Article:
A little before noon, we anchored in a quiet cove, and the crew handed out masks and snorkels. Almost everyone got in the water (except that enshrouded Omani girl). After the shock of first plunge, the water felt just cool enough to be soothing, and our masks revealed dense swarms of various tropical fish, sea urchins, sea hares, manta rays, sea urchins, and coral. I lamented not having an underwater camera, but here’s what the water looked like when you tossed a bit of food overboard:


Speaking of food, the crew set out an ambitious pre-cooked buffet; we finished with sweet spiced tea and cardomon-flavored coffee. Then on we cruised, to more swimming, more flirting with dolphins, lots of lounging. At some point, it all blended for me into a soporific, hypnotic state of complete relaxation. If the topic ever comes up at some future dinner party, I must remember what that felt like.

Ill wind

A few days ago, looking at the weather app on my iPhone, I noticed it was showing swirly lines for Thursday and Friday. “Windy,” the little legend read. Thursday and Friday were the days we planned to travel to the part of Oman that occupies the tip of the Musandam Peninsula. “Shouldn’t be a problem,” I thought. “What harm could wind do?”

I learned the answer to that question a little earlier this morning, after we arrived in Khasab (the Omani city that sits on the end of the peninsular tip). I had arranged for us to be driven to Khasab from the emirate of Sharjah, where we spent Wednesday afternoon and evening. Our Pakistani driver was adept, the road was smooth, and we arrived around 10 Thursday morning to find smoggy looking skies. It was dust, whipped up by the wind, not smog that clouded the air.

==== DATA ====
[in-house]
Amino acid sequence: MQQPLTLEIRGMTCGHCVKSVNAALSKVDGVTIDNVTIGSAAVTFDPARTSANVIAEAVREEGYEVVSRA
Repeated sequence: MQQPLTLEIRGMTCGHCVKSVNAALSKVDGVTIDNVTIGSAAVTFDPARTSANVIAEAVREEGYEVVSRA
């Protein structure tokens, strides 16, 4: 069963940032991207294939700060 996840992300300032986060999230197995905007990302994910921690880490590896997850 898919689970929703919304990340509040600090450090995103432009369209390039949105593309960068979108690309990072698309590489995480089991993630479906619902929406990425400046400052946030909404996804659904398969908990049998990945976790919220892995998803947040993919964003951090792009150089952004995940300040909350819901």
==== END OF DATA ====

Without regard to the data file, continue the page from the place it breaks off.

We were greeted by the manager of the guesthouse where we would be staying. Eldo, a native of the Indian city of Kerala, seemed tightly wound but conscientious and meticulous. I asked him when we needed to buy our tickets on the car ferry that sails between Khasab and Muscat. The boat only makes that trip once a week (every Saturday) and in fact I had pretty much planned our itinerary in order to be able to take it. The Lonely Planet Oman guidebook writers had rhapsodized about the experience of sailing into the Omani capital near sunset, and I’m not the sort to resist that kind of buildup.

Eldo agreed with what I had read about the ferry tickets — that you could buy them on the morning of one’s departure. But he said they would cost 20% more on Saturday, so we might as well secure them first thing. He drove us to the ticket office, and at the counter, the head-scarved lady agent announced that the wind had caused the ferry to be cancelled.